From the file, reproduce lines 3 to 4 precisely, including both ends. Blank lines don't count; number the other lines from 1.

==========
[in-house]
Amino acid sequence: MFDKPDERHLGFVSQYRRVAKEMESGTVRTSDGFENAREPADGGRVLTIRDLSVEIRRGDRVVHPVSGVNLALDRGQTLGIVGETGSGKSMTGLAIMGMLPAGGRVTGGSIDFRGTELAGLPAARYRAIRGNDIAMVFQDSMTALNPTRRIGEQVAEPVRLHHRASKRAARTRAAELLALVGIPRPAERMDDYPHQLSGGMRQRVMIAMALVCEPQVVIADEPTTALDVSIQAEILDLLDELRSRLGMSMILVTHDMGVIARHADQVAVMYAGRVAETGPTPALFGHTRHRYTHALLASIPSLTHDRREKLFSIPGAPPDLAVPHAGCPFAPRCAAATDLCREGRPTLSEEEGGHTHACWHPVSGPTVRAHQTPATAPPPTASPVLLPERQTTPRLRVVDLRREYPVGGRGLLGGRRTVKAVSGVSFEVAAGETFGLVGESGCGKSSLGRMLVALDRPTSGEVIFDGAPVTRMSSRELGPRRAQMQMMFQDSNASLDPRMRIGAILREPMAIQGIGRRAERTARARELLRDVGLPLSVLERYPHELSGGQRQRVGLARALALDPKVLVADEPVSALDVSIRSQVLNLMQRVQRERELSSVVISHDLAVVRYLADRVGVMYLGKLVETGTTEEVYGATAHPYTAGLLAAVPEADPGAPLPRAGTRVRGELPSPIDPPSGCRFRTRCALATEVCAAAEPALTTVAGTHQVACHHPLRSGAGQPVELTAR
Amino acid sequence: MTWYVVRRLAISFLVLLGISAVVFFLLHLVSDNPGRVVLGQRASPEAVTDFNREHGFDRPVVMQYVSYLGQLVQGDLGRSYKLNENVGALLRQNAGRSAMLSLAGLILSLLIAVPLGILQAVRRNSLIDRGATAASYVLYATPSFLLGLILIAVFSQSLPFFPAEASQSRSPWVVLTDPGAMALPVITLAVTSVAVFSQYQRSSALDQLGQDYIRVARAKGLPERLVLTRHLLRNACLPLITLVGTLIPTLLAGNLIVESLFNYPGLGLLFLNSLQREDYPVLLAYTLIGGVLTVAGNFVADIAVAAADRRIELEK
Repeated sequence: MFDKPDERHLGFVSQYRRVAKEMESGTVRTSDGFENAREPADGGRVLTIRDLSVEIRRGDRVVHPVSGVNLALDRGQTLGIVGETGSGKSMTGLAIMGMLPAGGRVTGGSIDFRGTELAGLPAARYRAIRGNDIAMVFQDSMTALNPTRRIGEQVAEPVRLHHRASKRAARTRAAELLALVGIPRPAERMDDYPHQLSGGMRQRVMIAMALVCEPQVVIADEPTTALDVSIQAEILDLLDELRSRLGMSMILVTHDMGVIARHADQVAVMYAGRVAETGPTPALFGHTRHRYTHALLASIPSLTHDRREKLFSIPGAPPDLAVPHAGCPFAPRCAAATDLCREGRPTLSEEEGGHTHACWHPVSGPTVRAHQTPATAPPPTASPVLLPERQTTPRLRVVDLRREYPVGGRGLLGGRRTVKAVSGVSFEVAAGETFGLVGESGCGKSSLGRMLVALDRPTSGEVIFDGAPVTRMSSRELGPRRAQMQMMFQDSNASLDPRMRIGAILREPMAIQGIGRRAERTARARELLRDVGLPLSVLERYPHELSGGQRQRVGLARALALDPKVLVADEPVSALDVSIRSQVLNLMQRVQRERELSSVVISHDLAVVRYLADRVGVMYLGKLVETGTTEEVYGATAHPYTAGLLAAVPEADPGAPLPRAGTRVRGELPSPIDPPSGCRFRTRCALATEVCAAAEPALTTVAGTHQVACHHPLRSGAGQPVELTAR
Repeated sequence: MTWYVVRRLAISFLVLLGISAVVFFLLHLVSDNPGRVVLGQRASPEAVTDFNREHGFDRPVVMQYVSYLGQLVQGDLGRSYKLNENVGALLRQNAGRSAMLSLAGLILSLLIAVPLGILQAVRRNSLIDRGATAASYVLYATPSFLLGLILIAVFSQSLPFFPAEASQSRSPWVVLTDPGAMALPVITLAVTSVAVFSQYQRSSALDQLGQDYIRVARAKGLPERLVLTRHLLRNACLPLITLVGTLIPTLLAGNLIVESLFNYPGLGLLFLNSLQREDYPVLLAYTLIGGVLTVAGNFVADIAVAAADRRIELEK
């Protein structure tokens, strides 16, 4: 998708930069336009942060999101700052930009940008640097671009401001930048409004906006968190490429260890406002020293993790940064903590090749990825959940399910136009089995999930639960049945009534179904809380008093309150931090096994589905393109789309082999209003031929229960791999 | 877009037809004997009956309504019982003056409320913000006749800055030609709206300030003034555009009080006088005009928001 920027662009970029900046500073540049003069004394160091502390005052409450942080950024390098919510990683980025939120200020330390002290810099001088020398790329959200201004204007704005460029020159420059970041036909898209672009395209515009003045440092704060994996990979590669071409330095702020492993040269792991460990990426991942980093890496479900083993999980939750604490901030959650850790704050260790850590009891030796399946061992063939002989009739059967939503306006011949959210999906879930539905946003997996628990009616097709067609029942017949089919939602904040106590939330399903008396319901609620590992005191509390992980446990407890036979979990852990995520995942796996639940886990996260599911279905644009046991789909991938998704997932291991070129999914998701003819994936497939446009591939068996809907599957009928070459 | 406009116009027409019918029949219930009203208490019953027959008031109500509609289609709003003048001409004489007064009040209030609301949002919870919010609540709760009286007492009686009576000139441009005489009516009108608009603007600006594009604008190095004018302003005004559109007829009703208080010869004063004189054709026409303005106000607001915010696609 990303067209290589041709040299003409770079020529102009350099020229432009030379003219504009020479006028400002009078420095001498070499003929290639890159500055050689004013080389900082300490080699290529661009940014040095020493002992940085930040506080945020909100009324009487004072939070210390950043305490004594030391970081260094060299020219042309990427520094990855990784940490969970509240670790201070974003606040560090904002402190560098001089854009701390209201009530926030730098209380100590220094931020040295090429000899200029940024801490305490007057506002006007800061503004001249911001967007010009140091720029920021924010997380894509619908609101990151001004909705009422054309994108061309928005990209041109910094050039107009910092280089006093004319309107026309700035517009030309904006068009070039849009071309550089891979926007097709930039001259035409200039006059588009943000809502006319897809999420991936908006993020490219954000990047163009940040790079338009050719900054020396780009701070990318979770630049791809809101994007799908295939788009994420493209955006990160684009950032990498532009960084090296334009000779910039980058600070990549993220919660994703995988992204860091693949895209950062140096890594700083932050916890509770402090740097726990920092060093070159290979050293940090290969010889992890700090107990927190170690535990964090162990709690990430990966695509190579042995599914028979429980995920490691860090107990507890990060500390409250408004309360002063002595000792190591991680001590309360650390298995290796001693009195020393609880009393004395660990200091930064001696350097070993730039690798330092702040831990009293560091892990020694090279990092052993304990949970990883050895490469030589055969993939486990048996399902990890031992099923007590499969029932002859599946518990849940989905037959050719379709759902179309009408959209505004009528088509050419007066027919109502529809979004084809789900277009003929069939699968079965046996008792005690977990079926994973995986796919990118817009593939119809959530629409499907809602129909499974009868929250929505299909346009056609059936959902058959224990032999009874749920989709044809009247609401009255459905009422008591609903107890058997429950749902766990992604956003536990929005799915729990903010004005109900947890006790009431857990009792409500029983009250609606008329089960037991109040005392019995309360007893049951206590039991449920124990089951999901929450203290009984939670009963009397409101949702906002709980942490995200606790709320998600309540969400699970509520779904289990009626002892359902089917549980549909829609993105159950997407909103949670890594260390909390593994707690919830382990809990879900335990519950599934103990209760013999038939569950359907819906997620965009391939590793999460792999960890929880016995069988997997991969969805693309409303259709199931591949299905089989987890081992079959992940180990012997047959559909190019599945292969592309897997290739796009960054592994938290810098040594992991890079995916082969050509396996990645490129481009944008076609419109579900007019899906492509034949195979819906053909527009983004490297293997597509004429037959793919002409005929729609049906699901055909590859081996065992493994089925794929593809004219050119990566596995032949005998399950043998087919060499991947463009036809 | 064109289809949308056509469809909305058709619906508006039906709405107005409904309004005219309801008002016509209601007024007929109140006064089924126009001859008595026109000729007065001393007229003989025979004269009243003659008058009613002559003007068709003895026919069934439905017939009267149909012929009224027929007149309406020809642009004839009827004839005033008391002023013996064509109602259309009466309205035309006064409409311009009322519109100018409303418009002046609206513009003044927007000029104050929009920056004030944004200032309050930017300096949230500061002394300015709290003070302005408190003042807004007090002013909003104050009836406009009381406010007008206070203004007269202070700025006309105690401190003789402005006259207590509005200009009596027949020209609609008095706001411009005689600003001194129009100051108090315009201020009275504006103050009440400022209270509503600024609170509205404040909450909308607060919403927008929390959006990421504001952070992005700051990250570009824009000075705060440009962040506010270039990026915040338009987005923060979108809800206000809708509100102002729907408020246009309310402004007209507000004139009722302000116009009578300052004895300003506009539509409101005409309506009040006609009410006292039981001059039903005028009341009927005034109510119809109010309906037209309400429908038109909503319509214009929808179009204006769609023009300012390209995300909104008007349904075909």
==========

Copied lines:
Amino acid sequence: MTWYVVRRLAISFLVLLGISAVVFFLLHLVSDNPGRVVLGQRASPEAVTDFNREHGFDRPVVMQYVSYLGQLVQGDLGRSYKLNENVGALLRQNAGRSAMLSLAGLILSLLIAVPLGILQAVRRNSLIDRGATAASYVLYATPSFLLGLILIAVFSQSLPFFPAEASQSRSPWVVLTDPGAMALPVITLAVTSVAVFSQYQRSSALDQLGQDYIRVARAKGLPERLVLTRHLLRNACLPLITLVGTLIPTLLAGNLIVESLFNYPGLGLLFLNSLQREDYPVLLAYTLIGGVLTVAGNFVADIAVAAADRRIELEK
Repeated sequence: MFDKPDERHLGFVSQYRRVAKEMESGTVRTSDGFENAREPADGGRVLTIRDLSVEIRRGDRVVHPVSGVNLALDRGQTLGIVGETGSGKSMTGLAIMGMLPAGGRVTGGSIDFRGTELAGLPAARYRAIRGNDIAMVFQDSMTALNPTRRIGEQVAEPVRLHHRASKRAARTRAAELLALVGIPRPAERMDDYPHQLSGGMRQRVMIAMALVCEPQVVIADEPTTALDVSIQAEILDLLDELRSRLGMSMILVTHDMGVIARHADQVAVMYAGRVAETGPTPALFGHTRHRYTHALLASIPSLTHDRREKLFSIPGAPPDLAVPHAGCPFAPRCAAATDLCREGRPTLSEEEGGHTHACWHPVSGPTVRAHQTPATAPPPTASPVLLPERQTTPRLRVVDLRREYPVGGRGLLGGRRTVKAVSGVSFEVAAGETFGLVGESGCGKSSLGRMLVALDRPTSGEVIFDGAPVTRMSSRELGPRRAQMQMMFQDSNASLDPRMRIGAILREPMAIQGIGRRAERTARARELLRDVGLPLSVLERYPHELSGGQRQRVGLARALALDPKVLVADEPVSALDVSIRSQVLNLMQRVQRERELSSVVISHDLAVVRYLADRVGVMYLGKLVETGTTEEVYGATAHPYTAGLLAAVPEADPGAPLPRAGTRVRGELPSPIDPPSGCRFRTRCALATEVCAAAEPALTTVAGTHQVACHHPLRSGAGQPVELTAR